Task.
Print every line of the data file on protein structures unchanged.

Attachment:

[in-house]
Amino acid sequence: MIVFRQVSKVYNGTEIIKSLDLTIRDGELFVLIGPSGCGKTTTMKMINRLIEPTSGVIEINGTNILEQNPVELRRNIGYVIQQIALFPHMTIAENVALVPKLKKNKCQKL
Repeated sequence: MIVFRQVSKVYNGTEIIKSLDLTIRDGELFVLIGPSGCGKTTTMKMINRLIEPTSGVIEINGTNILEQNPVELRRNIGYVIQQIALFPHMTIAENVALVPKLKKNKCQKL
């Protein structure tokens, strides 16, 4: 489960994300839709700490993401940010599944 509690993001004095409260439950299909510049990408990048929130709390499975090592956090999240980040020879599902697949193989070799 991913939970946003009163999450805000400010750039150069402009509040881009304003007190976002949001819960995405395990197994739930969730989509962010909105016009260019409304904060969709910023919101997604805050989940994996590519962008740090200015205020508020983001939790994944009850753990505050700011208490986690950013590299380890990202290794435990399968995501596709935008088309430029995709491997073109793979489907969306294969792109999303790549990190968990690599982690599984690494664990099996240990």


[in-house]
Amino acid sequence: MIVFRQVSKVYNGTEIIKSLDLTIRDGELFVLIGPSGCGKTTTMKMINRLIEPTSGVIEINGTNILEQNPVELRRNIGYVIQQIALFPHMTIAENVALVPKLKKNKCQKL
Repeated sequence: MIVFRQVSKVYNGTEIIKSLDLTIRDGELFVLIGPSGCGKTTTMKMINRLIEPTSGVIEINGTNILEQNPVELRRNIGYVIQQIALFPHMTIAENVALVPKLKKNKCQKL
């Protein structure tokens, strides 16, 4: 489960994300839709700490993401940010599944 509690993001004095409260439950299909510049990408990048929130709390499975090592956090999240980040020879599902697949193989070799 991913939970946003009163999450805000400010750039150069402009509040881009304003007190976002949001819960995405395990197994739930969730989509962010909105016009260019409304904060969709910023919101997604805050989940994996590519962008740090200015205020508020983001939790994944009850753990505050700011208490986690950013590299380890990202290794435990399968995501596709935008088309430029995709491997073109793979489907969306294969792109999303790549990190968990690599982690599984690494664990099996240990």